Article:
Christchurch Oxford

Posted: November 14, 2019 in Oxfordshire, UK
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I was recently fortunate to spend a few days at a meeting at Christchurch College in Oxford.

Founded in 1546 by King Henry VIII, Christchurch is one of the largest and well-known colleges within the University of Oxford. Is an architecturally attractive building which is dominated by Tom Tower, designed by Sir Christopher Wren and which overlooks Tom Quad containing both the college chapel and great dining hall.

Thomas Hardy was born in 1769 and entered the Navy in 1781 as a captain’s servant. However, he left Naval service the following year and went back to school. He rejoined the Navy in 1790 as a midshipman and served in the Mediterranean. By 1796 he had obtained the rank of first lieutenant in HMS Minerve. This was the flagship of Commodore Horatio Nelson and the first time that Hardy had met the man who was to become his lifelong friend. Harding was captured following a battle with the Spanish while serving as a prize master but was quickly exchanged for the captain of the price ship. In 1797 as commander of HMS Mutine, he took part in the Battle of the Nile and was promoted to captain. He transferred to HMS Vanguard, at that time Nelson’s flagship. Two years later he was appointed as captain of HMS Princess Charlotte and returned to England. The following year he was appointed to HMS San Josef and departed for the Baltic, but soon transferred to take up the role of flag captain on Nelson’s HMS St George. Following the Battle of Copenhagen, Hardy served as flag captain to Admiral Charles Pole. Taking command of HMS Amphion the following year, he returned to Portsmouth where he found Nelson waiting to go to the Mediterranean. Nelson’s flagship, HMS Victory, was not ready to sail and so Nelson transferred his flag to HMS Amphion and he and Hardy set off a Gibraltar. They eventually transferred to Victory the following year. In September 1805, he sailed for Cadiz in Spain and the Battle of Trafalgar. During the battle, Nelson was shot by a sniper and Hardy held his dying body. The Admiral asked Hardy how the battle had gone and then instructed him to take care of Lady Hamilton. His final request was ‘kiss me Hardy’ and his lifelong friend obliged. Nelson died shortly afterwards. Hardy was created a baronet, transferred to HMS Triumph and sailed for North America. Transferring into HMS Barfleur, he was flag captain to Sir George Cranfield Berkeley, his father-in-law. In 1815 he was awarded the Knight Cmdr of the order of Bath and the following year was promoted Commodore and commander-in-chief of the South America station. In 1825 he was appointed Rear Admiral and served in Portugal and the Channel fleet. In 1830 he became first Lord of the Navy and was a strong promoter of the introduction of steamships. He resigned in 1834 and became governor of Greenwich Hospital, was promoted Vice-Admiral in 1837 and died at the hospital in 1839. He is buried in the hospital grounds.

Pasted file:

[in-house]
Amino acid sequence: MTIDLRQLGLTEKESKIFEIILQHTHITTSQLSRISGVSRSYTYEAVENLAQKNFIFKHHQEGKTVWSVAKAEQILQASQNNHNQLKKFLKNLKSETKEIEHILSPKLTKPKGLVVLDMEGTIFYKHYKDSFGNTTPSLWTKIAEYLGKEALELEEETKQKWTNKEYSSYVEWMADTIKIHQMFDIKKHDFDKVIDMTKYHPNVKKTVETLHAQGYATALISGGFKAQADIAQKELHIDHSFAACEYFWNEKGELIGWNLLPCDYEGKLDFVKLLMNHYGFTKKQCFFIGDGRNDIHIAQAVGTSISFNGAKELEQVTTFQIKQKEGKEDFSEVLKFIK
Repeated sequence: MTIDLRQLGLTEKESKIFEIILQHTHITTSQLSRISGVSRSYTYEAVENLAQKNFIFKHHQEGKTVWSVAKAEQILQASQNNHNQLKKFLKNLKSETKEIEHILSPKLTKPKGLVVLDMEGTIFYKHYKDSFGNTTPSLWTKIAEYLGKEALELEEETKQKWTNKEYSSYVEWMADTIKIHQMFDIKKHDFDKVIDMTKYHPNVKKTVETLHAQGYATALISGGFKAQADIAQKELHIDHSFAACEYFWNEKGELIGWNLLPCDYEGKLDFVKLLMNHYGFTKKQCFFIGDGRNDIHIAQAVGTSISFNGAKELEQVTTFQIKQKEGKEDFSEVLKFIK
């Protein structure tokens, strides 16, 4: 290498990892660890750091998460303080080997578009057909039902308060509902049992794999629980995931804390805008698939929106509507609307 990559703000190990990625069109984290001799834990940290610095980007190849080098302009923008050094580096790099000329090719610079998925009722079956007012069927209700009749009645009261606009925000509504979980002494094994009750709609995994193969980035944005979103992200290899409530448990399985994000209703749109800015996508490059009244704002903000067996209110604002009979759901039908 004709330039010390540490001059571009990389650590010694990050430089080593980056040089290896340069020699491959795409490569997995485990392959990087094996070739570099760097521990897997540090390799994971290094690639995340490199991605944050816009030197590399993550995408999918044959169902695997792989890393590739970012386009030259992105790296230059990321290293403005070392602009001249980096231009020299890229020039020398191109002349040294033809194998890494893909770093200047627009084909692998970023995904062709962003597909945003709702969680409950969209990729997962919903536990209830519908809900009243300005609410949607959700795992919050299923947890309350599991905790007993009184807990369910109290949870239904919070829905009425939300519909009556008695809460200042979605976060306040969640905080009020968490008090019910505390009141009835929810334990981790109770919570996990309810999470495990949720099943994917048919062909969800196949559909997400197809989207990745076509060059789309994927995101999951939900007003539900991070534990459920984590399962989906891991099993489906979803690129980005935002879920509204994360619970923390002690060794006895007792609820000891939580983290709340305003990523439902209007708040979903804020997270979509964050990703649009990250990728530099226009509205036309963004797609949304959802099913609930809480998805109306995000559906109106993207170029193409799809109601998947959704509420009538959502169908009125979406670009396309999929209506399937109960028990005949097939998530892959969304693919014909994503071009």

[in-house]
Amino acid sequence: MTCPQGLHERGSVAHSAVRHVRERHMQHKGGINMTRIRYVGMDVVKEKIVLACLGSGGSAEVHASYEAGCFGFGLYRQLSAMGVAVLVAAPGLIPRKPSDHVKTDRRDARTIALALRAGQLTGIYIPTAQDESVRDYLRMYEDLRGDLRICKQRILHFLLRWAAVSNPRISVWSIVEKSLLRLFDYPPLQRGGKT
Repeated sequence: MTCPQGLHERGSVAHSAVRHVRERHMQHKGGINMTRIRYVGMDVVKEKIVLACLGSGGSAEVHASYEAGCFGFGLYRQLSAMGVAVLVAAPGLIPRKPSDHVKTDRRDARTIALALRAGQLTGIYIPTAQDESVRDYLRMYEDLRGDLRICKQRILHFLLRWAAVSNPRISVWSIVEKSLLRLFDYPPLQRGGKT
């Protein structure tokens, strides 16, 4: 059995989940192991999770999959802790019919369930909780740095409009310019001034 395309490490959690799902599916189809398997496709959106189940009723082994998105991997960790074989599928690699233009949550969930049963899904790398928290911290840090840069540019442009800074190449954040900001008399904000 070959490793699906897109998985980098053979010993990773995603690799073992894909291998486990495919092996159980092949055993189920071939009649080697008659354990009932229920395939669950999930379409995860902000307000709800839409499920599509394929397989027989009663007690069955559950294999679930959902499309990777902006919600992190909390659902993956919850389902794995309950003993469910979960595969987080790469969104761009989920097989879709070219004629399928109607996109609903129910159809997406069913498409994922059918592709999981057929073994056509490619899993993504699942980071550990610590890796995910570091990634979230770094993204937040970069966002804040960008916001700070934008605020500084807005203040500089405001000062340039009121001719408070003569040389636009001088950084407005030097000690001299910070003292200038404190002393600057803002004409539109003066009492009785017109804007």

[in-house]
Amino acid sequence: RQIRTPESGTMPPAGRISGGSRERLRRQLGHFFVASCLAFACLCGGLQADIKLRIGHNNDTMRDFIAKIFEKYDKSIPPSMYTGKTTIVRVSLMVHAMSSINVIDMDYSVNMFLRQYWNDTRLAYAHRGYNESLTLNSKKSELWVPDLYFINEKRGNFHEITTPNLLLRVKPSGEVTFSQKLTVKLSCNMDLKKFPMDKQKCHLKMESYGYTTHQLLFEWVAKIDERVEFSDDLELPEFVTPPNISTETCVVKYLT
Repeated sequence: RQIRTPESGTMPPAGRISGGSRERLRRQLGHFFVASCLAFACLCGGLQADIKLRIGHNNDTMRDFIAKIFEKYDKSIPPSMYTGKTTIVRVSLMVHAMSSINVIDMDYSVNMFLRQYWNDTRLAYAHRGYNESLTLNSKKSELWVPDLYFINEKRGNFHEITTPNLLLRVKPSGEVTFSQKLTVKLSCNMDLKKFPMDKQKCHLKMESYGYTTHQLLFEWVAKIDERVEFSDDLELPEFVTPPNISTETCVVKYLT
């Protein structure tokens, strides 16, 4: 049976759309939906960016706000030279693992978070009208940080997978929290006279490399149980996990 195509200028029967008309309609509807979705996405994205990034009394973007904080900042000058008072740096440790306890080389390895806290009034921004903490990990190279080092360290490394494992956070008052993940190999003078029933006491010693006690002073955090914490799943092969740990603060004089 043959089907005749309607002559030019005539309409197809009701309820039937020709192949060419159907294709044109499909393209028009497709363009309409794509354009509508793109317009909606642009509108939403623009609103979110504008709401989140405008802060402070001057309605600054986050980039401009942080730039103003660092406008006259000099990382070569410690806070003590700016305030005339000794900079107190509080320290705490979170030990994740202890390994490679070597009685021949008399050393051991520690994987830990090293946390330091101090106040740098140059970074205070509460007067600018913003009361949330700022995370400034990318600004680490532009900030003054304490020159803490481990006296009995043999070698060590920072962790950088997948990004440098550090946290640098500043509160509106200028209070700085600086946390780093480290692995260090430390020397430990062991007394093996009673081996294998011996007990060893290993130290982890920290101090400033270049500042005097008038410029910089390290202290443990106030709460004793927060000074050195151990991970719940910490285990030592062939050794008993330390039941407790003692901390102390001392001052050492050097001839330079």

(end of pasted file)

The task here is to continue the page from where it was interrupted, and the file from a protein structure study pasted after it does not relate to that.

The statue and monument are in the chapel at Greenwich Naval College.

Norfolk Skies

Posted: November 12, 2019 in Landscape, Natural History
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I recently took a trip to Norfolk and got some great photos of the evening skies.

Corn Bunting

Some wildlife pictures from our recent trip to the West Country

Corridor under chapel leading to the skittle alley

In a cellar under the Chapel is a skittle alley. Created in the 1860s to help entertain the retired seaman who lived there. The balls used were practice canon balls.

You can still use it today and Keith and I had a game whilst we were there, which Keith won with a strike (some people are just lucky!).

The Chapel was designed by Sir Christopher Wren and was redecorated in 1779 following a major fire.

The hall was originally designed to be the dining room of the home for retired seaman founded on the site by Queen Mary in 1694, but soon became reserved as a place for ceremonial occasions. The painting took 19 years (1707 -1726) and was overseen by James Thornhill. The work includes pictures of the 3 monarchs: Queen Anne, who had built the Hospital; William and Mary, whose reign saw the beginning of the painted hall project and George I in whose reign it was completed. In fact, 2 other monarchs can also be seen as Princes George (later George II) and William (later William IV) are shown in the family group surrounding George I. It was likely with the political changes that the design was changed on a number of occasions during the painting. The theme is ‘Triumph of Peace and Liberty over tyranny’.

The hall was used for many important events including the lying-in-state of Nelson after the Battle of Trafalgar. The queues are reputed to have stretched for miles.